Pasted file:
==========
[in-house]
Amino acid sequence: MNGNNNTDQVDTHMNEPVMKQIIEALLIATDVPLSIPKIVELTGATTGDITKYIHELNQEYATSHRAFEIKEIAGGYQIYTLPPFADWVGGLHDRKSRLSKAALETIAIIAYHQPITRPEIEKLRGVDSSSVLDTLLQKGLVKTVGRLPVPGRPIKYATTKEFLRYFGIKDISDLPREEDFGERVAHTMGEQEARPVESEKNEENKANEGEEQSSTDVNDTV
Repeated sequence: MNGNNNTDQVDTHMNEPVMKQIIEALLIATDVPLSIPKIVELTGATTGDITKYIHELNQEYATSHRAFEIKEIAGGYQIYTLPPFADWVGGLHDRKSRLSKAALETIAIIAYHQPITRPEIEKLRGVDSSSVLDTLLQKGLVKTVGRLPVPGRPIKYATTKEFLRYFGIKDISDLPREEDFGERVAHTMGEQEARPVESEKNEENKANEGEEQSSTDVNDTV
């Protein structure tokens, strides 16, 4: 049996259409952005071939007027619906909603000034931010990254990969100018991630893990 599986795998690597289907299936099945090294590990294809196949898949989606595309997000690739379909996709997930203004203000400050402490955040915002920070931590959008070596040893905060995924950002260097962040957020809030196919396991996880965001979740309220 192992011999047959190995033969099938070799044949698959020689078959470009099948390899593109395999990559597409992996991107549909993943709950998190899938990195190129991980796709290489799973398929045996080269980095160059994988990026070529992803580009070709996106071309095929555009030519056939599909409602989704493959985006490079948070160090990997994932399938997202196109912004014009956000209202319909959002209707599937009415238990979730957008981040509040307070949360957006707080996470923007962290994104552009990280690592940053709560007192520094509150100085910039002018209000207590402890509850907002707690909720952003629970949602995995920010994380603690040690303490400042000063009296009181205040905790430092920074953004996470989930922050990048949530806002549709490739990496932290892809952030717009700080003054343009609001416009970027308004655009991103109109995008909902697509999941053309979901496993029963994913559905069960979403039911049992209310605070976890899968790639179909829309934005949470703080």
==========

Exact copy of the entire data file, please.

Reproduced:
[in-house]
Amino acid sequence: MNGNNNTDQVDTHMNEPVMKQIIEALLIATDVPLSIPKIVELTGATTGDITKYIHELNQEYATSHRAFEIKEIAGGYQIYTLPPFADWVGGLHDRKSRLSKAALETIAIIAYHQPITRPEIEKLRGVDSSSVLDTLLQKGLVKTVGRLPVPGRPIKYATTKEFLRYFGIKDISDLPREEDFGERVAHTMGEQEARPVESEKNEENKANEGEEQSSTDVNDTV
Repeated sequence: MNGNNNTDQVDTHMNEPVMKQIIEALLIATDVPLSIPKIVELTGATTGDITKYIHELNQEYATSHRAFEIKEIAGGYQIYTLPPFADWVGGLHDRKSRLSKAALETIAIIAYHQPITRPEIEKLRGVDSSSVLDTLLQKGLVKTVGRLPVPGRPIKYATTKEFLRYFGIKDISDLPREEDFGERVAHTMGEQEARPVESEKNEENKANEGEEQSSTDVNDTV
């Protein structure tokens, strides 16, 4: 049996259409952005071939007027619906909603000034931010990254990969100018991630893990 599986795998690597289907299936099945090294590990294809196949898949989606595309997000690739379909996709997930203004203000400050402490955040915002920070931590959008070596040893905060995924950002260097962040957020809030196919396991996880965001979740309220 192992011999047959190995033969099938070799044949698959020689078959470009099948390899593109395999990559597409992996991107549909993943709950998190899938990195190129991980796709290489799973398929045996080269980095160059994988990026070529992803580009070709996106071309095929555009030519056939599909409602989704493959985006490079948070160090990997994932399938997202196109912004014009956000209202319909959002209707599937009415238990979730957008981040509040307070949360957006707080996470923007962290994104552009990280690592940053709560007192520094509150100085910039002018209000207590402890509850907002707690909720952003629970949602995995920010994380603690040690303490400042000063009296009181205040905790430092920074953004996470989930922050990048949530806002549709490739990496932290892809952030717009700080003054343009609001416009970027308004655009991103109109995008909902697509999941053309979901496993029963994913559905069960979403039911049992209310605070976890899968790639179909829309934005949470703080």